Rooms of Wonder: From Wunderkammer to Museum, 1565-1865 explored the history of collecting and its role in the making of knowledge from the Renaissance through the mid-nineteenth century. In Wunderkammers, or “rooms of wonder”—also known as cabinets of curiosities—the learned and noble of centuries past collected and displayed objects of fascination, man-made and natural. In their quest for knowledge, they gathered shells and corals, minerals and gems, relics, scientific instruments, plant and animal specimens, and much more—often displaying them in densely packed rooms. Such assemblages were precursors to the first art and science museums in Europe and the United States.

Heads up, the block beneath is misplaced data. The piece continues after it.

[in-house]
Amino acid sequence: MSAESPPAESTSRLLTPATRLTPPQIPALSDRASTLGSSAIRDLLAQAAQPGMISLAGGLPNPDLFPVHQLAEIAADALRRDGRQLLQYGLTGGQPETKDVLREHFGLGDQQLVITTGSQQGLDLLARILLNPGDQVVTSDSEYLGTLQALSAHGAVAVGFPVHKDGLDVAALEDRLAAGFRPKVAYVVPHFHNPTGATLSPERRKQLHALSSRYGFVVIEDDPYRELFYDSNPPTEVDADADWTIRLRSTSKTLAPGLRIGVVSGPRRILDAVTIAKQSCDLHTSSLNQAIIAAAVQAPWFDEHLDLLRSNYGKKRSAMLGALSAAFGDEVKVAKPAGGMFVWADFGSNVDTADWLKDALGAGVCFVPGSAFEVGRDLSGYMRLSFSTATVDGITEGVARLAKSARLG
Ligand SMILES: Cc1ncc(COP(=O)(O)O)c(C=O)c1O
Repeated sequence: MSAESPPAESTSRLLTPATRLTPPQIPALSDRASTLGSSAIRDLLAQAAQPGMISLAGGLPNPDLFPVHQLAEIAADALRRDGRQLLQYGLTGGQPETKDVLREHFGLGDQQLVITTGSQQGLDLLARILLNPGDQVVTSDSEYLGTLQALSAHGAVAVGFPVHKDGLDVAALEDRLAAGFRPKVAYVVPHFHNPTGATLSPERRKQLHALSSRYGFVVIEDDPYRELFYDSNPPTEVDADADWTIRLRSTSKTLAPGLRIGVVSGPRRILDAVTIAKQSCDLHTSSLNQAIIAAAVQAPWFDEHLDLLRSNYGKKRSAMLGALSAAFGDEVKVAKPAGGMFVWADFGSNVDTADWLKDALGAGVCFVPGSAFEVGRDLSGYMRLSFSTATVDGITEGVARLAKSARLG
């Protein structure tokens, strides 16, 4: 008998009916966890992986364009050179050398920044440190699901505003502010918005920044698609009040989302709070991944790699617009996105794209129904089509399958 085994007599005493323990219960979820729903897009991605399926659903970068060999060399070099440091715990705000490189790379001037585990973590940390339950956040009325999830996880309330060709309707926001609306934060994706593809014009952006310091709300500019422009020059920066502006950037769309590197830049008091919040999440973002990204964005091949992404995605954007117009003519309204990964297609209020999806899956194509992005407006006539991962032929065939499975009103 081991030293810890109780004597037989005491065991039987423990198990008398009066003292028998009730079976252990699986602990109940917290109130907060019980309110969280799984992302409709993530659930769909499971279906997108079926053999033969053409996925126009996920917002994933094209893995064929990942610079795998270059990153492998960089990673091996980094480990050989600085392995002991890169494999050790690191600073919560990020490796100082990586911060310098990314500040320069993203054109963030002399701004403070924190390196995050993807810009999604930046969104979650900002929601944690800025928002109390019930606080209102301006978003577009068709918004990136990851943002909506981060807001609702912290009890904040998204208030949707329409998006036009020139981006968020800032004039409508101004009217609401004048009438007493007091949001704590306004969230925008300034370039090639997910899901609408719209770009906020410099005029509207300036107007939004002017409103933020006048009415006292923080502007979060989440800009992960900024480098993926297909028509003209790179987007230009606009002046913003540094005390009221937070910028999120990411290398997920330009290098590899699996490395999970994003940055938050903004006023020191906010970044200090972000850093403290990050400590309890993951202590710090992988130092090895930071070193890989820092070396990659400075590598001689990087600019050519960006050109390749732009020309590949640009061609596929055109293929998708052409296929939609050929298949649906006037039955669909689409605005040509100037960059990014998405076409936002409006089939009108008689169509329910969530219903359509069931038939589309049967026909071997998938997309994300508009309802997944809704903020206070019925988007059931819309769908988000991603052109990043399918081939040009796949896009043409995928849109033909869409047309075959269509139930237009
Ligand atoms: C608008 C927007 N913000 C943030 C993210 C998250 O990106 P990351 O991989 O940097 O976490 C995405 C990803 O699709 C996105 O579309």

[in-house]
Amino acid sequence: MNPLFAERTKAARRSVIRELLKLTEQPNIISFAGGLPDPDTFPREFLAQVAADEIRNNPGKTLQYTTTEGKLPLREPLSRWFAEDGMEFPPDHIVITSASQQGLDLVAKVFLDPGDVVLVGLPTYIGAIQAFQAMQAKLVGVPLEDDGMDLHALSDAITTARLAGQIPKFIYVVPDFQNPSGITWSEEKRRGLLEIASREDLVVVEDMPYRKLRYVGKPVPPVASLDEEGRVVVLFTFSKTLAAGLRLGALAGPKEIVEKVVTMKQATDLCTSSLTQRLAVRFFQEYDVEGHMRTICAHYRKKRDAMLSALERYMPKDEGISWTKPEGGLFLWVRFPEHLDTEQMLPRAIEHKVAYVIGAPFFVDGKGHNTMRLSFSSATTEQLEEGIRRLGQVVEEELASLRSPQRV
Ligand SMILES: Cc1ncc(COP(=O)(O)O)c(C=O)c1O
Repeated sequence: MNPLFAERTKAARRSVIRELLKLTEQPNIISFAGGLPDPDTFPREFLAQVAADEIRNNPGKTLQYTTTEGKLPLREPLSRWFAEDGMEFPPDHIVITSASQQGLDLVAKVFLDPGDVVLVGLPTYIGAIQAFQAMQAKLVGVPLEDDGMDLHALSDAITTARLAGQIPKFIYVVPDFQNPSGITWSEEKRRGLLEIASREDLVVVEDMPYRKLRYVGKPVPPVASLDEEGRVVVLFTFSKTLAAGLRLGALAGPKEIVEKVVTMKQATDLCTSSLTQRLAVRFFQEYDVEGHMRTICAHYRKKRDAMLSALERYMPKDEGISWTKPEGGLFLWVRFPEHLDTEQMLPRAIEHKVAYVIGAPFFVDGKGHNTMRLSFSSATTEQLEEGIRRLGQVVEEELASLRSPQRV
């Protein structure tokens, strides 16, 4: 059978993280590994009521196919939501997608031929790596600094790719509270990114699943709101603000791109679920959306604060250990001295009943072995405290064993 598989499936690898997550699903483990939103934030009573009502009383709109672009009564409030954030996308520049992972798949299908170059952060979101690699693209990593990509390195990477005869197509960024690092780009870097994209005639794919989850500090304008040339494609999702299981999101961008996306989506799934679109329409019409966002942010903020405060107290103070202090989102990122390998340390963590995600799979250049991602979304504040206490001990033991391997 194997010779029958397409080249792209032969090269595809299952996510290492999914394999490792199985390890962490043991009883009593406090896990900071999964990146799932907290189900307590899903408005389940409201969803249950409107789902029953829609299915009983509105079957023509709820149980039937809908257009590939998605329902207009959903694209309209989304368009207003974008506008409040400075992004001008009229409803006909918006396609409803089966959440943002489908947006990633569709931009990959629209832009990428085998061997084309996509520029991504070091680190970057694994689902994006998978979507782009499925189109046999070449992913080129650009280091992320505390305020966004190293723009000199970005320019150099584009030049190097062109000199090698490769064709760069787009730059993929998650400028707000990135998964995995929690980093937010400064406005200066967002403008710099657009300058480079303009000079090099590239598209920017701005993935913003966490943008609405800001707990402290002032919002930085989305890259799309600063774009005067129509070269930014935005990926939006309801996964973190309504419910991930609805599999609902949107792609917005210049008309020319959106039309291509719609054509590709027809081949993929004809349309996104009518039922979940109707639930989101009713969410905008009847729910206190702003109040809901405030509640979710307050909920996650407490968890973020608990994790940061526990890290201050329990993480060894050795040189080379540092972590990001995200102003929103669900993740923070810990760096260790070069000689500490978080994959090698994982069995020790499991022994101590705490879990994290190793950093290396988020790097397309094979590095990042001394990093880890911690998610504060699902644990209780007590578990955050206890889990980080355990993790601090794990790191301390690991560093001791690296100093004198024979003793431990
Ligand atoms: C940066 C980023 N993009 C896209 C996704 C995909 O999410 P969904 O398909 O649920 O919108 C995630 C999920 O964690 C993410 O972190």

The rare volumes on view are primarily collection catalogs with elaborate illustrations of the rooms, the objects, and their collectors. Also showcased in this exhibition were items from the Rare Book Collection’s own “Curiosities Cabinet.” These include a cuneiform clay cone and tablets from ancient Babylonia; an Egyptian papyrus roll; a Zulu beadwork love letter from South Africa; and a Quipu, an Inca record-keeping device consisting of intricately knotted threads.
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